In Colorado Springs, it is no secret that our City is under major budget cuts.  We have made national news a few times in the past year for our miscellaneous cuts.  Our City has cut services, employees, water, closed down community centers, etc.  What is interesting about the situation is the appearance of some of the medians in our City that were once maintained and watered frequently.  The maintenance of these medians is now non-existent, aside from an occasional neighbor or neighborhood association who may take care of it.  This may seem radical, but I believe that this may actually be a silver-lining of our budget cuts (along with more responsible growth in the future, hopefully).  Our medians, pre-economic/budget meltdown, were lush with green Kentucky Bluegrass.  That’s right, KENTUCKY Bluegrass that is far from native in Colorado Springs with our arid climate.  Kentucky Bluegrass does not belong in Colorado Springs and should not have been planted here.  However, we have it in the majority of our city’s lawns and even our City maintained medians. 

*Please excuse the Quality, picture taken through the sunroof.


As these medians grow to a “more natural state”, the trees in the median appear to fit the context better.  As I look at them, I feel that the turf actually looks quite graceful with the existence of the seed heads.  This may sound very obscure from a landscape architect, but it pleases me to see the authenticity in contrast to the non-native, forced plant material that we have grown accustomed to.  I do not condone the city’s lack of maintenance of our medians, nor do I encourage the residents to stop mowing and taking care of their own lawns.  However, I feel that this is a lesson to be learned by all about what plant material is appropriate and what is not.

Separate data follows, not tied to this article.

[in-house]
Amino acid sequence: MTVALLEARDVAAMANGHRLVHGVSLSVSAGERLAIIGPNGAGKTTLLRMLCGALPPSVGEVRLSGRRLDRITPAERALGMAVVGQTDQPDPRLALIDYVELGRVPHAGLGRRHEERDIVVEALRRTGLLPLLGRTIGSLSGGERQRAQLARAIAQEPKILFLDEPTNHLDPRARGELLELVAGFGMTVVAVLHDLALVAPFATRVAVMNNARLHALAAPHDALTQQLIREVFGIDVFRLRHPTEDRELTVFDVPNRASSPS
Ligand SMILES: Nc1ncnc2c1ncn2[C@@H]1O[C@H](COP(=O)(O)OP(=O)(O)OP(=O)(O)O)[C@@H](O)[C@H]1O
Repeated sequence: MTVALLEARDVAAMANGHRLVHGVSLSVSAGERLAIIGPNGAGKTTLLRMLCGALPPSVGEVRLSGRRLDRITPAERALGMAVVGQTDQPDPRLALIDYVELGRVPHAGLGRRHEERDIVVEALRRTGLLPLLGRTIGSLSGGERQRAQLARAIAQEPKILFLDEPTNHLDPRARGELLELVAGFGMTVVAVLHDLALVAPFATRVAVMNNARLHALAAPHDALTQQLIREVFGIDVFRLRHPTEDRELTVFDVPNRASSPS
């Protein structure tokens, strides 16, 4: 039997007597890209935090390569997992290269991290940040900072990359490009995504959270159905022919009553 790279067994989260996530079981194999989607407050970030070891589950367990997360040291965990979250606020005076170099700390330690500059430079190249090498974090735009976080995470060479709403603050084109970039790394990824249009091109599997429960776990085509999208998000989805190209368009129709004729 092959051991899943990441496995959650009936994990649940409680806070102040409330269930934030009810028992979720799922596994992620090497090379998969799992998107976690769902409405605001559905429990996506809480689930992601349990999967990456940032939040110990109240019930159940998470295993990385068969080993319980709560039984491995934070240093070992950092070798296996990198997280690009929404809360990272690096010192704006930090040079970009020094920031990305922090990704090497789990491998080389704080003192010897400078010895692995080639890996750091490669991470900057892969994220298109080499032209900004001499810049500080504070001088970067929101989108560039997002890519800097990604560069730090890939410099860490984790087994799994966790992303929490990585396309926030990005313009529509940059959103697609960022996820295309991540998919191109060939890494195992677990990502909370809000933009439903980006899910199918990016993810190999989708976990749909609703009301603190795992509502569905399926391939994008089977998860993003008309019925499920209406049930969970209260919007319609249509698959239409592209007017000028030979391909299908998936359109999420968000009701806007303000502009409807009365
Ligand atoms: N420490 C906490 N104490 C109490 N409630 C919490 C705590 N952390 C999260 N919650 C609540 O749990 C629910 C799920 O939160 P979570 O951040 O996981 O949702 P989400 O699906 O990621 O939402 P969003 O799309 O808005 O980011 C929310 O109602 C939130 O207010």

Imagine having a lawn that you do not have to maintain once, twice and sometimes even three times a week.  Imagine how much time that would save in your evenings, weekends that you could be spending with your families.  It is possible, there are many varieties of low maintenance and appropriate lawns available in our region.  Information about lawn alternatives can be found at High Country Gardens and our very own Colorado Springs Utilities.  Better yet, imagine if what we are watering and growing in our lawns was actually useful and productive?  What if instead of growing “grass”, we grew a productive crop?  We could grow all sorts of things in our medians, I’m sure there are plenty of good farmers out there with some fantastic ideas.  Imagine if the State of Kansas grew wheat in the medians of their interstate systems instead of a plant material that is simply there for erosion control and groundcover?  It is just as beautiful, but yet it is actually productive in our society. 
Instead of paying our City employees to simply mow the lawn that just grows back again, why not take care of the crops?  Imagine if the medians in downtown Colorado Springs were covered with mint?  It would look AND smell Amazing!